Using Logic Programming and XML Technologies for Data Extraction from Web Pages

Using Logic Programming and XML Technologies for Data Extraction from Web Pages

Amelia Badica (University of Craiova, Romania), Costin Badica (University of Craiova, Romania) and Elvira Popescu (University of Craiova, Romania)
Copyright: © 2009 |Pages: 31
DOI: 10.4018/978-1-59904-576-4.ch002
OnDemand PDF Download:


The Web is designed as a major information provider for the human consumer. However, information published on the Web is difficult to understand and reuse by a machine. In this chapter, we show how well established intelligent techniques based on logic programming and inductive learning combined with more recent XML technologies might help to improve the efficiency of the task of data extraction from Web pages. Our work can be seen as a necessary step of the more general problem of Web data management and integration.
Chapter Preview


The Web is extensively used for information dissemination to humans and businesses. For this purpose, Web technologies are used to convert data from internal formats, usually specific to data base management systems, to suitable presentations for attracting human users. However, the interest has rapidly shifted to make that information available for machine consumption by realizing that Web data can be reused for various problem solving purposes, including common tasks like searching and filtering, and also more complex tasks like analysis, decision making, reasoning and integration.

For example, in the e-tourism domain one can note an increasing number of travel agencies offering online services through online transaction brokers (Laudon & Traver, 2004). They provide useful information to human users about hotels, flights, trains or restaurants, in order to help them plan their business or holiday trips. Travel information, like most of the information published on the Web, is heterogeneous and distributed, and there is a need to gather, search, integrate and filter it efficiently (Staab et al., 2002) and ultimately to enable its reuse for multiple purposes. In particular, for example, personal assistant agents can integrate travel and weather information to assist and advise humans in planning their weekends and holidays. Another interesting use of data harvested from the Web that has been recently proposed (Gottlob, 2005) is to feed business intelligence tasks, in areas like competitive analysis and intelligence.

Two emergent technologies that have been put forward to enable automated processing of information published on the Web are semantic markup (W3C Semantic Web Activity, 2007). and Web services (Web Services Activity, 2007). However, most of the current practices in Web publishing are still being based on the combination of traditional HTML-lingua franca for Web publishing (W3C HTML, 2007) with server-side dynamic content generation from databases. Moreover, many Web pages are using HTML elements that were originally intended for use in structure content (e.g., those elements related to tables), or for layout and presentation effects, even if this practice is not encouraged in theory. Therefore, techniques developed in areas like information extraction, machine learning and wrapper induction are still expected to play a significant role in tackling the problem of Web data extraction.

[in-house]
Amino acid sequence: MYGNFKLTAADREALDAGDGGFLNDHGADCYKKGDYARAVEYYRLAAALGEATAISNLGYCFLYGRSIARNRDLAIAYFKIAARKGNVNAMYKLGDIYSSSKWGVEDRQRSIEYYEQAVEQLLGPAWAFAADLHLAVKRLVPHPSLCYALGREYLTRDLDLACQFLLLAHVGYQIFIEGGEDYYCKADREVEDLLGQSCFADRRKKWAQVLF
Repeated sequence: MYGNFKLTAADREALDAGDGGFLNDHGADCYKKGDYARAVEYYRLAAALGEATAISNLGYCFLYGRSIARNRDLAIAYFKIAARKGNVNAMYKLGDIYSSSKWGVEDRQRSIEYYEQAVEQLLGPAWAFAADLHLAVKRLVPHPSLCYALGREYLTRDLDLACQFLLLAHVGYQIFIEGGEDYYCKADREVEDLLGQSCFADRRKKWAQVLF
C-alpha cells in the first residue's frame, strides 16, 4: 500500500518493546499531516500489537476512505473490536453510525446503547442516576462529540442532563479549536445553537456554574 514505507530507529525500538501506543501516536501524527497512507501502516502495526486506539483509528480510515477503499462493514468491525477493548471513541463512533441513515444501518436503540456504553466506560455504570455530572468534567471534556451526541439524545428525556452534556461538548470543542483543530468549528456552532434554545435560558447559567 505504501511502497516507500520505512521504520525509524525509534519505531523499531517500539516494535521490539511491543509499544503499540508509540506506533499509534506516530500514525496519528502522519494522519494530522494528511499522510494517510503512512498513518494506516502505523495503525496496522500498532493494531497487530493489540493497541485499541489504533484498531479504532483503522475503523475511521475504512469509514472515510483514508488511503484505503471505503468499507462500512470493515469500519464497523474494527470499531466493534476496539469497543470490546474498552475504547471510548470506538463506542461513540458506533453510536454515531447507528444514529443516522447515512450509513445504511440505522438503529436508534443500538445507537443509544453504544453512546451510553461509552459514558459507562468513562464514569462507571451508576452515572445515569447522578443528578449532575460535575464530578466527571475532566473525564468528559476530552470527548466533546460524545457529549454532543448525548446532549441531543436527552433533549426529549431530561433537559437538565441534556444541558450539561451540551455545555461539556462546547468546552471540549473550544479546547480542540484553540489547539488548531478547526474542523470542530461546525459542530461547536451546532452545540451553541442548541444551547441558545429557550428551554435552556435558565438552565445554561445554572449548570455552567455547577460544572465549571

Data extraction is related to the more general problem of information extraction that is traditionally associated with artificial intelligence and natural language processing. Information extraction was originally concerned with locating specific pieces of information in text documents written in natural language (Lenhert & Sundheim, 1991) and then using them to populate a database or structured document. The field then expanded to cover extraction tasks from Web documents represented in HTML and attracted other communities including databases, electronic documents, digital libraries and Web technologies. Usually, the content of these data sources can be characterized as neither natural language, nor structured, and therefore usually the term semi-structured data is used. For these cases, we consider that the term data extraction is more appropriate than information extraction and consequently, we shall use it in the rest of this chapter.

A wrapper is a program that is used for performing the data extraction task. On one hand, manual creation of Web wrappers is a tedious, error-prone and difficult task because of Web heterogeneity in both structure and content. On the other hand, construction of Web wrappers is a necessary step to allow more complex tasks like decision making and integration. Therefore, a lot of techniques for (semi-)automatic wrapper construction have been proposed. One application area that can be described as a success story for machine learning technologies is wrapper induction for Web data extraction. For a recent overview of state-of-the-art approaches in the field see Chang, Kayed, Girgis, and Shaalan (2006).

Complete Chapter List

Search this Book: